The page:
Whether you jam out with your buddies in the garage or you've skyrocketed your low-key gigs into a full-on career, being a musician can lead to serious consequences for your ears. In fact, according to a large-scale study published in the journal Occupational and Environmental Medicine, professional musicians are four times more likely to suffer noise-induced hearing loss than the average person. They are also 57 percent more likely to suffer tinnitus.
Noise-induced hearing loss can happen two ways: 1) by being subjected to loud noise for long periods of time or 2) a sudden exposure to an intense sound. Unfortunately, for musicians, both of these situations are common. Between band practice and late-night shows, individuals in this profession are constantly surrounded by blaring speakers. On the other hand, a sudden bash of the cymbals or having the music turned up louder than expected can also be a culprit of hearing loss - which makes one wonder if symphony or orchestra members have similar issues, especially if they sit near the percussionists.
How loud is the music
The National Institute of Deafness and Other Communicative Disorders explains that prolonged exposure to sounds of 85 decibels or higher is likely to cause hearing loss. A small orchestra can easily perform above this decibel level. Additionally, according to the non-profit Hearing Education and Awareness for Rockers, amplified rock music is 120 decibels at four to six feet away. That puts professional musicians right in the middle of extremely high-level sounds. Rockers like Pete Townshend and Brian Wilson have paid the price for their craft and now are trying to get the word out about hearing protection.
Can you be a musician and still hear after age… 35?
As a professional musician, whether lighting up electric youth playing on stage with blaring speakers or creating beautiful tunes in the orchestra pit is an important part of your life, and most people with such a gift will want to indulge in this passion for a long time. However, you need to take the proper precautions to prevent noise-induced hearing loss.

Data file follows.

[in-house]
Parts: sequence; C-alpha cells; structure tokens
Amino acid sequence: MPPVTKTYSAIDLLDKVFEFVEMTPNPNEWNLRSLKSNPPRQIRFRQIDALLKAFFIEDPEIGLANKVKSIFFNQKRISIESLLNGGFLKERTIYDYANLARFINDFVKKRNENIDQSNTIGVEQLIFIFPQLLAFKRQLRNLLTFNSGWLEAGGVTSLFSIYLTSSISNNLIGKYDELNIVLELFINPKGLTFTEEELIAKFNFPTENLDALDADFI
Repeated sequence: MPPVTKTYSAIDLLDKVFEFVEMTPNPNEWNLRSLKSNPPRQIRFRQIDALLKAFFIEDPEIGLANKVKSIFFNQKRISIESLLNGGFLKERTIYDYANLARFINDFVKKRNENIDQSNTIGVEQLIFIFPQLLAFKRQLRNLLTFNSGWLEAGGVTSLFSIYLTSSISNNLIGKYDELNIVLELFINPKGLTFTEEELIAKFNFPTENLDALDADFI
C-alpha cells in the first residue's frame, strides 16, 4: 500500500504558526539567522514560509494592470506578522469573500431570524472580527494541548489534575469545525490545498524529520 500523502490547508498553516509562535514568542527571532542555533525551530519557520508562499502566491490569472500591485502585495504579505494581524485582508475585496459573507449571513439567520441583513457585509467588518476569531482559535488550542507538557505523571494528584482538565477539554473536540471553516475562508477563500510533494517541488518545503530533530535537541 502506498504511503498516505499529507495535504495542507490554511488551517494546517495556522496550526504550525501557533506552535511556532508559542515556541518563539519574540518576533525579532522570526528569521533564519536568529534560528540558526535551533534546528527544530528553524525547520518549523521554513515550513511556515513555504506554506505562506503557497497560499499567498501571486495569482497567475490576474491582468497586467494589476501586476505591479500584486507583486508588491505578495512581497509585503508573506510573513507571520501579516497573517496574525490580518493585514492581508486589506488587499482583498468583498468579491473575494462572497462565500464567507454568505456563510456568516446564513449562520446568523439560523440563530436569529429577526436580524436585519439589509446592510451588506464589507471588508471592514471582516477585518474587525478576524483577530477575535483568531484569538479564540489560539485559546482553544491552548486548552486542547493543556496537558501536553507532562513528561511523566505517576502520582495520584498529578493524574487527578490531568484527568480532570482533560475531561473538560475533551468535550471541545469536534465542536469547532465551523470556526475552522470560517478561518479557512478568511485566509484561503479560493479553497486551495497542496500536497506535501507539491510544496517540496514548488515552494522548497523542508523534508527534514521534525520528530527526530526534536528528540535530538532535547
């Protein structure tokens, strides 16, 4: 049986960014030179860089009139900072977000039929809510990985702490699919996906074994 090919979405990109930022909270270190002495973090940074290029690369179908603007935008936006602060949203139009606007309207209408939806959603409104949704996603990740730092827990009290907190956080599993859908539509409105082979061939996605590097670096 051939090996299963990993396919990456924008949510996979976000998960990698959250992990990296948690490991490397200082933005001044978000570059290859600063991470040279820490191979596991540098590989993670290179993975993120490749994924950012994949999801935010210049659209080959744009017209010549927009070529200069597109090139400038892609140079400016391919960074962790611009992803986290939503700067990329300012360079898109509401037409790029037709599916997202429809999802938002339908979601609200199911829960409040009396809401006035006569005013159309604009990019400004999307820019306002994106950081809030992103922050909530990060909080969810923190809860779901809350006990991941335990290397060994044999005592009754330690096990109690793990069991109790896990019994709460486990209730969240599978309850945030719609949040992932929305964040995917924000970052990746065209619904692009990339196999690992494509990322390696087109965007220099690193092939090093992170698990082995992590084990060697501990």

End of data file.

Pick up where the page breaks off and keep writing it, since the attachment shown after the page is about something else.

Wear earplugs: It's important to be able to listen to the rest of your music group to stay synchronized, and earplugs strike the perfect balance. They won't block the sound out completely, especially if you're playing at above-safe levels, but they'll soften the noise level enough to reduce your risk for hearing loss. In fact, you can even use earplugs designed specifically for musicians that block out all frequencies of sound rather than just low and mid-range ones. Wear earplugs both when practicing and performing.
Sound protection shields: Though most sound protections shields are developed for individual use, they can be helpful for members of a larger musical group. The barriers can fit between seats in an orchestra pit and reduce the sound around each individual musician. Wider shields, on the other hand, can block off whole sections.
Noise-monitoring equipment: These types of devices don't prevent hearing loss, but they help musicians remain aware of how loud their instruments are. While you may want to play full-force during a performance, you can lower the noise level during practice. A sound level meter or audio dosimeter can help you determine how loud is too loud.
Musicians who think they may be experiencing noise-induced hearing loss should speak with an audiologist or hearing health professional. Hearing aids are made with high-level technology, and a hearing health practitioner can show you how to adjust these devices for use while playing music, allowing you to continue with your melodious passion and still stay on top of your hearing loss.
If you are concerned about hearing loss, for yourself or someone important to you, the audiologists and hearing health care professionals at AccuQuest can help. Contact your local AccuQuest Hearing Center to schedule a hearing test and consultation.
If you want to learn more about how your hearing works, hearing loss and hearing aids, how hearing aids work or why it is a good idea to see an audiologist or hearing health care professional, click here to view and download your own copy of AccuQuest's Journey to Better Hearing.